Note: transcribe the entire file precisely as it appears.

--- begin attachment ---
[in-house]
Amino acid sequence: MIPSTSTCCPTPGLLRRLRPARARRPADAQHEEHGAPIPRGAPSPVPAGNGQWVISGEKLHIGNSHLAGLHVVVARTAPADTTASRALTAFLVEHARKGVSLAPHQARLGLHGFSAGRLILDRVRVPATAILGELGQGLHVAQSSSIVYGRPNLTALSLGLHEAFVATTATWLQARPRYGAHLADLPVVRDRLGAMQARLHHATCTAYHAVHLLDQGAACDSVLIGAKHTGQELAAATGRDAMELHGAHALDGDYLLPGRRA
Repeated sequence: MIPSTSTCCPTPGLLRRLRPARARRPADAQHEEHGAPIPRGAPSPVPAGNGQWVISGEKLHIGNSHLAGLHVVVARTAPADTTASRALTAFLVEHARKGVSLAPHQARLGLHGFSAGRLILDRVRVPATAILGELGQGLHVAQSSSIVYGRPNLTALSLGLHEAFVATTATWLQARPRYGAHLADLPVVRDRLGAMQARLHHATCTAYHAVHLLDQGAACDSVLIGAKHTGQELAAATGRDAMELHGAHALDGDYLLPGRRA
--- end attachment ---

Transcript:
[in-house]
Amino acid sequence: MIPSTSTCCPTPGLLRRLRPARARRPADAQHEEHGAPIPRGAPSPVPAGNGQWVISGEKLHIGNSHLAGLHVVVARTAPADTTASRALTAFLVEHARKGVSLAPHQARLGLHGFSAGRLILDRVRVPATAILGELGQGLHVAQSSSIVYGRPNLTALSLGLHEAFVATTATWLQARPRYGAHLADLPVVRDRLGAMQARLHHATCTAYHAVHLLDQGAACDSVLIGAKHTGQELAAATGRDAMELHGAHALDGDYLLPGRRA
Repeated sequence: MIPSTSTCCPTPGLLRRLRPARARRPADAQHEEHGAPIPRGAPSPVPAGNGQWVISGEKLHIGNSHLAGLHVVVARTAPADTTASRALTAFLVEHARKGVSLAPHQARLGLHGFSAGRLILDRVRVPATAILGELGQGLHVAQSSSIVYGRPNLTALSLGLHEAFVATTATWLQARPRYGAHLADLPVVRDRLGAMQARLHHATCTAYHAVHLLDQGAACDSVLIGAKHTGQELAAATGRDAMELHGAHALDGDYLLPGRRA